While abroad it is relatively common for parents to invest in their children from birth, in the Czech Republic we often rely solely on building up savings. However, this does not cover inflation and the money loses its value. “But when there is a tradition, we go after the most widespread,” explains Anna Kortusová of the Porto investment platform in the following Finmag podcast. She is trying to change this trend.
Kortusová points out that they are focused on investing for children in Porto. “At the end of last year, we surveyed how parents put their money aside. The finding was positive that most parents put money aside for their children, which was approximately two-thirds of respondents,” he says.
At the same time, however, the survey revealed that people generally choose very conservative products. “Building up savings is the most traditional product where parents save money for their children. It has an almost zero risk advantage and a state contribution of almost two thousand crowns per year”, recognizes the analyst.
The disadvantage of such an approach, however, is the very low interest rate, which is far from covering inflation. It reached 11.1% in February and the central bank expects further growth. In fact, building savings money loses its value.
“Currently, interest rates on the construction site are around one and a half percent, which is absolutely not enough for inflation,” Kortusová points out, adding that in addition to building up savings, parents also most often use children’s savings accounts. invested.
The money saved can be used by the children for studies, or as the basis for a mortgage, the purchase of their own home…
Investment for children
The Porto investment platform analyst sees why these instruments are winners in the very nature of the Czechs, who are generally very conservative in their investments. “If there is already such a tradition and maybe they don’t have much insight into investment opportunities, then they just go for the most common investment here. And they follow in the footsteps of their entourage.”
From a parent’s perspective, this is essentially a very long-term investment, as many save money for their children from birth. “That means they have an eighteen-year investment horizon there, and it’s definitely worth putting that money into a product that will value them and not let it hang around,” the analyst warns.
According to Kortusová, equity investments are suitable for such long strategies. “Of course, you have to diversify, not just choose the three values that dad trusts”, points among other things to the gender trend, where investments for children are generally decided (and managed) by men. “For mutual funds, you have to beware of high fees,” warns Kortusová of an unfortunate choice.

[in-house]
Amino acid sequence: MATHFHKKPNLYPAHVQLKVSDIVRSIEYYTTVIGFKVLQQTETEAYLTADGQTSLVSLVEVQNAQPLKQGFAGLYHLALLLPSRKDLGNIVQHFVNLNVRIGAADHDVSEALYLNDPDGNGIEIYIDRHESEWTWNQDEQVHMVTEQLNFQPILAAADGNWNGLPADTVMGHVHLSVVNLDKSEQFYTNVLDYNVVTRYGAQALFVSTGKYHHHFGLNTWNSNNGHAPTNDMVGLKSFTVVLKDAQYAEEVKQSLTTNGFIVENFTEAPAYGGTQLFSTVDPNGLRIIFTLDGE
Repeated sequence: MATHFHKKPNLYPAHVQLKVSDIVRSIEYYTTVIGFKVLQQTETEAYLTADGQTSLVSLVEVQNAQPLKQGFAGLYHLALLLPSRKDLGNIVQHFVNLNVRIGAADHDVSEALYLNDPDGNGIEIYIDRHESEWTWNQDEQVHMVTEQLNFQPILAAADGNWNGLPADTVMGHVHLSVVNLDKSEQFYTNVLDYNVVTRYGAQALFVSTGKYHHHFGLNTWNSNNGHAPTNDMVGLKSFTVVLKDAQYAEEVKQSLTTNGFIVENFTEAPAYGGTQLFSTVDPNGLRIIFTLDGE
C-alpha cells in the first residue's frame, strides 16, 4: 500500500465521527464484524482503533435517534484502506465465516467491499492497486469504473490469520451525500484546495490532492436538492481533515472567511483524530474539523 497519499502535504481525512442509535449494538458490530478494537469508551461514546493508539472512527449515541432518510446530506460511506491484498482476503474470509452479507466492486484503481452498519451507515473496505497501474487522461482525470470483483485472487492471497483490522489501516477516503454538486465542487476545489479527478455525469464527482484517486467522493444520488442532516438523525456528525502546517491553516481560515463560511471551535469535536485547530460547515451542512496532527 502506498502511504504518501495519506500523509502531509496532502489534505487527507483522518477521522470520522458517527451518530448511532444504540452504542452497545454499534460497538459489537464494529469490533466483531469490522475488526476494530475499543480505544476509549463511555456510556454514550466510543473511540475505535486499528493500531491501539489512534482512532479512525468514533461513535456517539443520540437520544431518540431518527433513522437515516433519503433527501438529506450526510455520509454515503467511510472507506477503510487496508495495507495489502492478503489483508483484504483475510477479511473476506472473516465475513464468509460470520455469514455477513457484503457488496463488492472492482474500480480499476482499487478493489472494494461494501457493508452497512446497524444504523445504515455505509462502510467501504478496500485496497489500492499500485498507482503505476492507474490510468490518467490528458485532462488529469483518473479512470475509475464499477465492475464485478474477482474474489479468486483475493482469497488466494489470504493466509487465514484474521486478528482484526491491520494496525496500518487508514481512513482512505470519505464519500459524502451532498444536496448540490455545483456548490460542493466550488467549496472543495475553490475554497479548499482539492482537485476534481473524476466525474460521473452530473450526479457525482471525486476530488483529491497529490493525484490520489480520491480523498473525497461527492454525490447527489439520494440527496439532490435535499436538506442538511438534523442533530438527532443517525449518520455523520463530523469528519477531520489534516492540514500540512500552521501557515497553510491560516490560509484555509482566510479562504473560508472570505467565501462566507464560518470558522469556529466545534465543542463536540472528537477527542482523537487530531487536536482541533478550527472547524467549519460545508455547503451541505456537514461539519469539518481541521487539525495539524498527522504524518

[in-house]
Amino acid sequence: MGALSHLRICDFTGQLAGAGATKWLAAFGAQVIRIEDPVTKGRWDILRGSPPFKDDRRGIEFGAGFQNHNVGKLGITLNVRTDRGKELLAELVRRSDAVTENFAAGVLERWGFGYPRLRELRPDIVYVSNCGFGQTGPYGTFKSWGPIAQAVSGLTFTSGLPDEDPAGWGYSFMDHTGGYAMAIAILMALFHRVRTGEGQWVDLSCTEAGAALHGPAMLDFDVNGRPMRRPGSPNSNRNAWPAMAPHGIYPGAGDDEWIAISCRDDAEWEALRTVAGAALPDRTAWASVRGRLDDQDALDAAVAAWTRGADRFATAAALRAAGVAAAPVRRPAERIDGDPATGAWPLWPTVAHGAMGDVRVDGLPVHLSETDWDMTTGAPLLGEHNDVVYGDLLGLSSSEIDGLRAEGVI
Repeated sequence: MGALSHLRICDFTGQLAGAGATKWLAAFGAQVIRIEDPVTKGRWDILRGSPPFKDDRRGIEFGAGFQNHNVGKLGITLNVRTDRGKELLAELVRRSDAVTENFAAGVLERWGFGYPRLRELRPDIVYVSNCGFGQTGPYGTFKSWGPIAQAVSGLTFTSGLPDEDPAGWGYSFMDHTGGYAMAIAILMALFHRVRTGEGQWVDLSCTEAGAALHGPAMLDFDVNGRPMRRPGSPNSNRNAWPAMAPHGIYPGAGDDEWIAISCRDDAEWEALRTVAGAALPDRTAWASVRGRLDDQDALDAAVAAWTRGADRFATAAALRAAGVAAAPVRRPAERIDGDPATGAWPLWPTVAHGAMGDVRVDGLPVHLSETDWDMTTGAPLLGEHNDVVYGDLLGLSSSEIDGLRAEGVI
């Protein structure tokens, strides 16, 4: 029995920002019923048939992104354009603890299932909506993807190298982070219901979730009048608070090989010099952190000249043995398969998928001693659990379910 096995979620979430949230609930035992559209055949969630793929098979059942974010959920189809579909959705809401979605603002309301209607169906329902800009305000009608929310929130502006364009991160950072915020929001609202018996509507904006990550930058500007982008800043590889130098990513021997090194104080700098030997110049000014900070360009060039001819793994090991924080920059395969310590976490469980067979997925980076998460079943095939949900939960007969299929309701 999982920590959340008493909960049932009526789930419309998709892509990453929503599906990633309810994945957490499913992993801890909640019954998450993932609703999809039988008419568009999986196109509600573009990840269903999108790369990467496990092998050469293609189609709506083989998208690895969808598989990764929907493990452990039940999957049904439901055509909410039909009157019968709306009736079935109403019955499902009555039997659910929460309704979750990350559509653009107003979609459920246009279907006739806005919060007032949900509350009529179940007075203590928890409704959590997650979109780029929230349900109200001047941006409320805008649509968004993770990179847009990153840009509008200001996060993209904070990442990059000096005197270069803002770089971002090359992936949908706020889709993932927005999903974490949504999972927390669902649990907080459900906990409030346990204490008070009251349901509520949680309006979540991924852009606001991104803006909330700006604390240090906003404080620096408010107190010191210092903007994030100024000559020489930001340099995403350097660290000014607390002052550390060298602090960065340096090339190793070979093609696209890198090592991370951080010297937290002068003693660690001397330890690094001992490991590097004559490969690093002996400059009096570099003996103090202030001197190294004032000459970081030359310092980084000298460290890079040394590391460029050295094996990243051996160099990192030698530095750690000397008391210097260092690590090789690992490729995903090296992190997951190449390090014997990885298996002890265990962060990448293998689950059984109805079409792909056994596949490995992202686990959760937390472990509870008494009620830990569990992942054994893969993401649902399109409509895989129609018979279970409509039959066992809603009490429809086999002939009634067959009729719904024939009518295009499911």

According to her, the money is more than useful for children when they enter adulthood. “They can use it, for example, in their studies, or as a basis for a mortgage, buying their own home,” he calculates. That’s why Porto is trying to change this long-standing tendency of parents to choose conservative products.
Carrying over a thousand a month, a child of eighteen can have half a million crowns, which is a good sum to enter into adulthood.
The long-term strategy is working
According to Kortusová, not only from the point of view of investing for children, it is important to always diversify investments well between asset classes. “That means creating a portfolio that is diversified and not just focused on equities,” he says, adding that the equities strategy, for example, is suitable for horizons longer than ten years.
“But if we look at some medium and short-term investments, there is always a need to supplement the portfolio with, for example, bonds or other components, such as the real estate component, or value depositories, which are considered gold.”
In addition, long-term investments do not require dizzying deposits, but the regularity and careful selection of such a product, which is not associated with excessively high fees, are more important. “For example, by setting aside a thousand a month, an eighteen-year-old child can have half a million crowns, which is a nice sum to enter into adulthood.”
In the podcast you will also hear:
- What exactly is a children’s investment account?
- How to best build an investment portfolio
- How many people save most often per month
- How the child can manage the money saved
- What positive effect do children’s investment accounts have